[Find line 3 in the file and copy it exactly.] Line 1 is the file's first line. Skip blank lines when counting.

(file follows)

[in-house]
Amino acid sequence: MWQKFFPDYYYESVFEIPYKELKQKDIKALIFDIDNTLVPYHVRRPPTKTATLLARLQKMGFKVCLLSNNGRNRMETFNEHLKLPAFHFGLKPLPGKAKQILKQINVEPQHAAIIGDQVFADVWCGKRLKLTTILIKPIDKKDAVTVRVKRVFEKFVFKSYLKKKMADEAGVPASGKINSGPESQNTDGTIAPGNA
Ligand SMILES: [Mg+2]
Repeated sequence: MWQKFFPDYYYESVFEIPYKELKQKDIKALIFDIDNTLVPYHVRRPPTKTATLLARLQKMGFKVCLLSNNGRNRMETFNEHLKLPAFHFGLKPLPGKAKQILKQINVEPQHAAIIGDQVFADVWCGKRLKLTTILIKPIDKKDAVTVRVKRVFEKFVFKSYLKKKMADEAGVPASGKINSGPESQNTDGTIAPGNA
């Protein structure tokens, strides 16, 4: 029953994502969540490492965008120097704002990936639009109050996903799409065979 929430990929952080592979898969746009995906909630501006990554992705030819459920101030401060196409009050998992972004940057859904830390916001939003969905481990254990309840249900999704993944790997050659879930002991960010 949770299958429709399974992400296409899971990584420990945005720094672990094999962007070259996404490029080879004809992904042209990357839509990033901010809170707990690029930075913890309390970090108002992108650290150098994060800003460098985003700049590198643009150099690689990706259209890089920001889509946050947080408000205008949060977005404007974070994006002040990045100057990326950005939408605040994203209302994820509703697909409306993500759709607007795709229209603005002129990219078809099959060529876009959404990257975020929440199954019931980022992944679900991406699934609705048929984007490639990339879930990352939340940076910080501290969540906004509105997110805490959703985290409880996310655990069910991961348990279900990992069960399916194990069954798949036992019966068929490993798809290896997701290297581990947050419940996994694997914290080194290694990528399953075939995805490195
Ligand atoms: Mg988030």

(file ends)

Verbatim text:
Ligand SMILES: [Mg+2]